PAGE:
While often equated with ‘humans’, the term hominin refers to a variety of genera and species, including Ardipithecus ramidus, Australopithecus afarensis, Homo erectus, as well as our own species Homo sapiens, all of which exhibit some form of adaptation to bipedal walking on the ground. When considering what makes us ‘human’, we would argue that we have to ask what makes us Homo sapiens, a species that evolved in Africa sometime between 300 and 200,000 years ago distinct from these other hominin groups. It has recently been argued that Homo sapiens occupied a diversity of extreme environments, including deserts, tropical rainforests, arctic, and high-altitude settings, around the world. By contrast, other earlier and contemporaneous hominin species, such as Neanderthals and the recently discovered Homo naledi, appear to be associated with generalized use of different forest and grassland mosaics.
Often hominin fossils, and indeed hominin genomes, have been described without associated information relating to past vegetation or precipitation, making it difficult to systematically test the hypothesis that our species is ecologically unique. At the site of Ti’s al Ghadah in northern Saudi Arabia (Figure 1), we uncovered the earliest remains of hominin activity on the Arabian Peninsula in the form of buried stone tools and possible cut marks on animal bones dated to between 500 and 300,000 years ago. Furthermore, these archaeological remains were directly associated with a variety of fossil animals, including extinct elephants (Palaeoloxodon recki), large jaguar-like felines (Panthera gombaszoegensis), hartebeest (Hippotragus gigas) and horses (Equus sp.). While some animals, such as waterfowl, indicated the past presence of reliable water in what is today a desert, arid-adapted animals such as camel (Camelus sp.) and oryx (Oryx sp.) implied a more complicated picture.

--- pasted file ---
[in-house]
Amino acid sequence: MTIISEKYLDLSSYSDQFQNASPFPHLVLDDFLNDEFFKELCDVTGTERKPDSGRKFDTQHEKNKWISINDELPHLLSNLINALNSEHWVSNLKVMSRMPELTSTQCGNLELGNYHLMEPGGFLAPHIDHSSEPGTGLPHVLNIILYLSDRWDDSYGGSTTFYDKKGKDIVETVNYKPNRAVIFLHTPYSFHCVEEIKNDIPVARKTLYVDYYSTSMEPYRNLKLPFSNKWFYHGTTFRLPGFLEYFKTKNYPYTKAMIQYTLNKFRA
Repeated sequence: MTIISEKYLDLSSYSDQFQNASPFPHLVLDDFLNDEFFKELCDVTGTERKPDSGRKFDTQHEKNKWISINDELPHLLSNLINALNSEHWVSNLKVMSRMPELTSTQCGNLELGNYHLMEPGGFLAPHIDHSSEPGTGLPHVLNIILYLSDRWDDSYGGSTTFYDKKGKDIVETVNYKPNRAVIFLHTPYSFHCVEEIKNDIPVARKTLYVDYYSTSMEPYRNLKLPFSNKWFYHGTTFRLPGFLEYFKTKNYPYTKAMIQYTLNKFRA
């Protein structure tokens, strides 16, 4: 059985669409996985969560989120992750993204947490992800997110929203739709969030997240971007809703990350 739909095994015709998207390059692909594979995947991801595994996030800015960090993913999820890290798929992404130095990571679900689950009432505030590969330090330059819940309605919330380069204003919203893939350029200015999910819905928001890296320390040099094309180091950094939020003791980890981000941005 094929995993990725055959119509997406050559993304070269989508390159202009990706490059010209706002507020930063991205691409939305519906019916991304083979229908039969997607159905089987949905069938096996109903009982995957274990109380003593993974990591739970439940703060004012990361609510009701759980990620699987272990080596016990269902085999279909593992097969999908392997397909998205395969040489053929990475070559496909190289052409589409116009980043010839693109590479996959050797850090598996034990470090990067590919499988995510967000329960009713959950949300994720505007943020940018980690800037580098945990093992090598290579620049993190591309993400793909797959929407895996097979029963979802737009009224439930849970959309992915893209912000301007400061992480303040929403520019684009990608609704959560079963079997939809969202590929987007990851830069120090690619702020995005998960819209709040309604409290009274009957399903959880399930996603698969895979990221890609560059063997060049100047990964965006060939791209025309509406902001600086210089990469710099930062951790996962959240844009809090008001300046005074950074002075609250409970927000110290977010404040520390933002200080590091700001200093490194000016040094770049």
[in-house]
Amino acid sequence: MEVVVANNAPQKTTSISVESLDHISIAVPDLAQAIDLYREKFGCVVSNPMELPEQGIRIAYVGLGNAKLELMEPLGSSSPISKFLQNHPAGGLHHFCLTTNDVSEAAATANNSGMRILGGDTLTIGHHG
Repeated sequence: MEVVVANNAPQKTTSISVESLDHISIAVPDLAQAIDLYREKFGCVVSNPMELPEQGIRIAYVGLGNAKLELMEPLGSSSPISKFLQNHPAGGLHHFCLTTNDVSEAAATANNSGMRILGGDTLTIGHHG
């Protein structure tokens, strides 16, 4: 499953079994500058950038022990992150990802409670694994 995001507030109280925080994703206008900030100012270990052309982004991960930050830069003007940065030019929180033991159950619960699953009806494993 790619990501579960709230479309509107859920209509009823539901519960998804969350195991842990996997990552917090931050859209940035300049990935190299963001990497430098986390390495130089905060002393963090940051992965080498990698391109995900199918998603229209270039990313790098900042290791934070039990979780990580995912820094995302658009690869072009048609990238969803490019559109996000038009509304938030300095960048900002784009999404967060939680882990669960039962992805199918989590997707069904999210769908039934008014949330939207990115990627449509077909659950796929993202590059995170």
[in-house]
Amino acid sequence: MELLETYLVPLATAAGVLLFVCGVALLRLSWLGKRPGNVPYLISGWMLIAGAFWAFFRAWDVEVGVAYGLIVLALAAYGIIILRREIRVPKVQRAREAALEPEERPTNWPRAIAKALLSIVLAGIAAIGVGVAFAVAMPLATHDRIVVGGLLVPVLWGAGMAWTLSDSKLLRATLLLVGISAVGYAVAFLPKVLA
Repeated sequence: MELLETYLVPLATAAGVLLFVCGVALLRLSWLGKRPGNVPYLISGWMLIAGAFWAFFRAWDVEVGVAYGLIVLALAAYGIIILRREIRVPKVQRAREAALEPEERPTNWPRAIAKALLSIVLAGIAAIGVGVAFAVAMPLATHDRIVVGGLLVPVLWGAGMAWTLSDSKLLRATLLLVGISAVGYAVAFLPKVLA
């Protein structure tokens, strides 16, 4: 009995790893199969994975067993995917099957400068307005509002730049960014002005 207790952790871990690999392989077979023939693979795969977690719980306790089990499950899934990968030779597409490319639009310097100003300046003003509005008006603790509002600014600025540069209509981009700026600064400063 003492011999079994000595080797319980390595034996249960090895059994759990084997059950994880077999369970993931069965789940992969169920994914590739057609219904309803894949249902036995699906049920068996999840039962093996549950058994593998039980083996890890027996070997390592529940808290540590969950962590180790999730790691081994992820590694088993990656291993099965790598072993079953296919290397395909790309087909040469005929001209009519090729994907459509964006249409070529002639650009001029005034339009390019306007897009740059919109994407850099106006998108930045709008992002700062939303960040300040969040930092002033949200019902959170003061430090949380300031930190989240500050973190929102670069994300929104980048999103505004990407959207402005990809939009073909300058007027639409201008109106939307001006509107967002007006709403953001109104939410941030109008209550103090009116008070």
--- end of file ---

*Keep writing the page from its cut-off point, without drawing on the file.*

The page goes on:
Stable carbon isotope analysis of fossil herbivore tooth enamel has been shown to document the types of vegetation being consumed by an individual. Meanwhile, stable oxygen isotope analysis of different types of animals, and specifically by comparing animals that are required to drink water with those that are not, can provide insights into how arid a region was in the past. By taking multiple samples from a single tooth we can also gain insights into how these environments fluctuated on monthly to yearly scales. Importantly, in the case of Ti’s al Ghadah, we could undertake these studies in a way that would allow us to link the resulting information directly with some of the earliest recorded hominin populations arriving in the Arabian Peninsula, allowing us to test the degree to which our relatives were forced to adapt to new conditions in what is today a highly challenging place for human occupation.